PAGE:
NYPD Detective Suing Racial Justice Protester Over Anti-Asian Slurs

In a video of the confrontation during an "end Asian hate" protest, Terrell Harper, was just feet from Detective Vincent Cheung’s face as he cursed at him, punctuating his comments with racist stereotypes mocking Cheung, who is Chinese American

NYPD Detective Vincent Cheung has announced that he is suing a protester who was caught on video hurling racist, anti-Asian insults at him during a protest in March.

In a video of the confrontation released by the police, the protester, Terrell Harper, was just feet from Cheung’s face as he cursed at him, punctuating his comments with racist stereotypes mocking Cheung, who is Chinese American, Yahoo reports.

The lawsuit, filed in Manhattan Supreme Court Tuesday, says Terrell Harper harassed him repeatedly during a demonstration on March 11, calling the cop a “goddamn cat eater” and asking if “he can see right?”

“You going to Judo chop me? I don’t give a f–k, you are being recorded, too,” according to a disturbing video released by the Detectives Endowment Association, which filed the suit on behalf of Detective Vincent Cheung, the New York Post reports.

In the moment, Cheung made no move to apprehend Harper, who is black. Harper said after the protest he returned home to Asbury Park, New Jersey, after the protest, which he said was a weekly demonstration for transgender rights and “in solidarity with end Asian hate.”

At the news conference last week, at the headquarters of his union, the Detectives Endowment Association, Cheung said he had often encountered verbal abuse before, but that he was surprised that during a demonstration for racial justice and equality, Harper had gone on what he called “an anti-Asian beratement for over 15 minutes.”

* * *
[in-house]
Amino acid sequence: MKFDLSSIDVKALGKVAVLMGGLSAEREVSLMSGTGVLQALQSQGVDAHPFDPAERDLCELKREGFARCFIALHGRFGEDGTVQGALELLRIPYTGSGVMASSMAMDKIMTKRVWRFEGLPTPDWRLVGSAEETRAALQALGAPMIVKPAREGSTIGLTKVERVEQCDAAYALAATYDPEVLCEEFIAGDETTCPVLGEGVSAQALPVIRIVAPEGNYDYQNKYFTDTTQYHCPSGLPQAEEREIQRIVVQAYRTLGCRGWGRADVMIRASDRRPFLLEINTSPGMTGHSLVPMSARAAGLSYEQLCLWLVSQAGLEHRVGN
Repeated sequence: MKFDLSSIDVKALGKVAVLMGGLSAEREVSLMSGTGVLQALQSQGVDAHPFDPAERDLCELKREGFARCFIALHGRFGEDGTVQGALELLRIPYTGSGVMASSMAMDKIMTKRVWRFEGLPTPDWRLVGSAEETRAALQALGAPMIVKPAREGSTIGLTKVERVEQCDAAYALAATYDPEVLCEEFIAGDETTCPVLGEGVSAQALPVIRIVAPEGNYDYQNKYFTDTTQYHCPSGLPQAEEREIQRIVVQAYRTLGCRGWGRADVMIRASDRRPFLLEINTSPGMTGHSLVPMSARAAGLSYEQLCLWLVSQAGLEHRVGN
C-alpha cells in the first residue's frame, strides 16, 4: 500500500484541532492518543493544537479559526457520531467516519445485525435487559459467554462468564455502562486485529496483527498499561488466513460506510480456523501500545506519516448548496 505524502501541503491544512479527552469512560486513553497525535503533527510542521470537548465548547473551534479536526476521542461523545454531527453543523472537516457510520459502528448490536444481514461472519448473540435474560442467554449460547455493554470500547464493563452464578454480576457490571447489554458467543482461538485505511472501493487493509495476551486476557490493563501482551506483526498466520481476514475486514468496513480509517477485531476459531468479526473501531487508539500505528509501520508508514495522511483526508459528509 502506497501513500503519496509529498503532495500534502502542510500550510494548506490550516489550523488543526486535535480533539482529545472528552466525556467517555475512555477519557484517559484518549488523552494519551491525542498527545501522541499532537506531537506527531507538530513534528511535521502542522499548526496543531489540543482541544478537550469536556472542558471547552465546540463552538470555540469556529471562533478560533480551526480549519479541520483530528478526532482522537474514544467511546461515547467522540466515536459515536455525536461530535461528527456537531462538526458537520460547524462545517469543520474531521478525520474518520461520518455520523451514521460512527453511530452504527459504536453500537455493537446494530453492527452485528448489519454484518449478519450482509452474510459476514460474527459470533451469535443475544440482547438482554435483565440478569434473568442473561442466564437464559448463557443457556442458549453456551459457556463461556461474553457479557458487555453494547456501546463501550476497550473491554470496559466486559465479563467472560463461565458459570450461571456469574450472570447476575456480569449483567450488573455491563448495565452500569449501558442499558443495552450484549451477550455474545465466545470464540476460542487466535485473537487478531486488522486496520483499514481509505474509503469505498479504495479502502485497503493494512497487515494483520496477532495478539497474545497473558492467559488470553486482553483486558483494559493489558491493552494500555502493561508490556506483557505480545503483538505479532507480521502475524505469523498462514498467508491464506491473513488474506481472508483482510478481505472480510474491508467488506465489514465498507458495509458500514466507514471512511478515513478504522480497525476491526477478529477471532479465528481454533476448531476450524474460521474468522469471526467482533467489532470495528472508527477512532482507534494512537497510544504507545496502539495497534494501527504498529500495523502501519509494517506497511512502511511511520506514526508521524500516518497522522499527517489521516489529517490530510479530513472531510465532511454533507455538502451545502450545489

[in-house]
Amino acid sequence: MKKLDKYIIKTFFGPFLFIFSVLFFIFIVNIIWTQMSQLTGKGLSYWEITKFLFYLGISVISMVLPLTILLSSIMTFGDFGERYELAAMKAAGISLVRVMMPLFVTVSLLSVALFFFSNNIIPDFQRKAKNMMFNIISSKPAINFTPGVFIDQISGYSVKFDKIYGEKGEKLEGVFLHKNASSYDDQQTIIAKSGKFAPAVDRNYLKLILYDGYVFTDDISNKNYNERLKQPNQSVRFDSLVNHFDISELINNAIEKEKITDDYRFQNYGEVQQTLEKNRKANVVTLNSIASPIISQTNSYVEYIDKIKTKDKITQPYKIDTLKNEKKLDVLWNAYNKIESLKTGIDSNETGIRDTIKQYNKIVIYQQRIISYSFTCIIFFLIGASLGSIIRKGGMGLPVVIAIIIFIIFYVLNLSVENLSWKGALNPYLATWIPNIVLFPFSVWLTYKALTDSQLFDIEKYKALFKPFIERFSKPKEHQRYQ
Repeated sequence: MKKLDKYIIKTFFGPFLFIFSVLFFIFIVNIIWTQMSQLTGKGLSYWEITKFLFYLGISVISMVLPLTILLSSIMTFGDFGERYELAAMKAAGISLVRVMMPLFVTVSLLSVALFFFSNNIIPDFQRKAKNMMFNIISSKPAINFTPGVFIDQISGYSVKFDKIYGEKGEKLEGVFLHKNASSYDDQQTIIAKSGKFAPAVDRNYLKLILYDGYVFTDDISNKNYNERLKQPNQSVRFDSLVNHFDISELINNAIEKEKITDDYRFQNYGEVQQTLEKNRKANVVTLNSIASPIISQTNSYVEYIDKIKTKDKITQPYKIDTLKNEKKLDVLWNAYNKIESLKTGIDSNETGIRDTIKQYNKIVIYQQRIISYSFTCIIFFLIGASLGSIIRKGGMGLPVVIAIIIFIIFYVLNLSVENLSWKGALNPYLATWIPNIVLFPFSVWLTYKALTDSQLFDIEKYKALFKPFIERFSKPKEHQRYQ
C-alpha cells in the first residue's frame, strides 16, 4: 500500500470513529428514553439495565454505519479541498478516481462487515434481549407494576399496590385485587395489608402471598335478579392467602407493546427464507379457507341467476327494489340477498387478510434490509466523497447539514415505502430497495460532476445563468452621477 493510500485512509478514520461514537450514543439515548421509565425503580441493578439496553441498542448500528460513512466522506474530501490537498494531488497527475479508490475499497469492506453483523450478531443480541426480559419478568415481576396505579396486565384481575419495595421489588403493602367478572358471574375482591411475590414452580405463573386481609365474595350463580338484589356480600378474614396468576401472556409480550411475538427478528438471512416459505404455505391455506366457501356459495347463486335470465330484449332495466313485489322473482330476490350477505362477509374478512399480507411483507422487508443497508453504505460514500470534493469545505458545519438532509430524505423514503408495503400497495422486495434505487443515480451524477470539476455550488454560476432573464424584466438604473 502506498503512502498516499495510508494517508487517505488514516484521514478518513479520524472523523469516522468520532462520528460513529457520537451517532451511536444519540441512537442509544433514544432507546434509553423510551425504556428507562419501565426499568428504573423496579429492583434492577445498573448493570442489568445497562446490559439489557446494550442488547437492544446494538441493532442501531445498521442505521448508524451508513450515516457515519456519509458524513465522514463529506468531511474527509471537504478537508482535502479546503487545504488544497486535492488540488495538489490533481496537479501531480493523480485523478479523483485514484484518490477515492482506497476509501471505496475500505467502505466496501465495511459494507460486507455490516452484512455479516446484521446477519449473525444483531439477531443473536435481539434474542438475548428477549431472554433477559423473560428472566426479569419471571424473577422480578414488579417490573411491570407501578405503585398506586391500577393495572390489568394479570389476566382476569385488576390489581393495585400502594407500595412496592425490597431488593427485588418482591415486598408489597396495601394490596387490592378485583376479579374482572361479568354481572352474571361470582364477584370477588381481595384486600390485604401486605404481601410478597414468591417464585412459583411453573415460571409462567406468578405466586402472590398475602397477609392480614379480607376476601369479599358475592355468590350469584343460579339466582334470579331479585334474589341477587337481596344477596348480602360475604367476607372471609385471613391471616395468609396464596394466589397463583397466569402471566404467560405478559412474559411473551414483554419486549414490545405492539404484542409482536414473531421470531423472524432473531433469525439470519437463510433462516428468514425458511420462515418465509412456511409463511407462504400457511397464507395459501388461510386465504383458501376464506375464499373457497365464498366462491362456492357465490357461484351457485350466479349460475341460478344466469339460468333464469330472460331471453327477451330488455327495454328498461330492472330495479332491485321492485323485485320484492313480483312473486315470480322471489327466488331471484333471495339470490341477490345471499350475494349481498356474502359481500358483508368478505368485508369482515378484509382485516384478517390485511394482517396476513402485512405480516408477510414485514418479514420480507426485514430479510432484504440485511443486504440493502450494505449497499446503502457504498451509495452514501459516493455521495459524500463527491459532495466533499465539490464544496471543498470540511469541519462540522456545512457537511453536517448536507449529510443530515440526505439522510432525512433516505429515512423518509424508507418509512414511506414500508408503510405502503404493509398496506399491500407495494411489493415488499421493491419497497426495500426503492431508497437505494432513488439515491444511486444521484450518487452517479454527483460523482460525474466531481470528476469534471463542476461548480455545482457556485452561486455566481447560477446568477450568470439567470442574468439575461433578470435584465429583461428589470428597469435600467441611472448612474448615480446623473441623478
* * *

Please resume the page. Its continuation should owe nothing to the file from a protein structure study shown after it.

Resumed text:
The lawsuit says that Cheung suffered severe emotional distress and was permanently and seriously injured by Harper’s conduct, which, it said, had incapacitated him from his usual duties and required him to seek medical attention. It asked that the court compel Harper to pay unspecified monetary damages.

Lawyers who observe police action closely said that they could not recall a lawsuit of this type — pursuing monetary damages from a protester for language used at a demonstration — and added that even if the suit is wholly unsuccessful, it could still represent a new way for the police to confront protesters. A lawyer representing Cheung said that the police believe that civil court is “the only remedy with which they are left.”

“Many officers have said they wouldn’t hesitate to seek that remedy, not with the expectation of a financial windfall, but hopefully as a deterrent to such uncivilized and dangerous behavior,” said the lawyer, James M. Moschella.

In interviews with the New York Times, Harper, 39, apologized for what he acknowledged were racist comments. He said the video had been taken out of context, and that he typically uses racist remarks as part of a broader explanatory monologue to demonstrate what racism looks and feels like.

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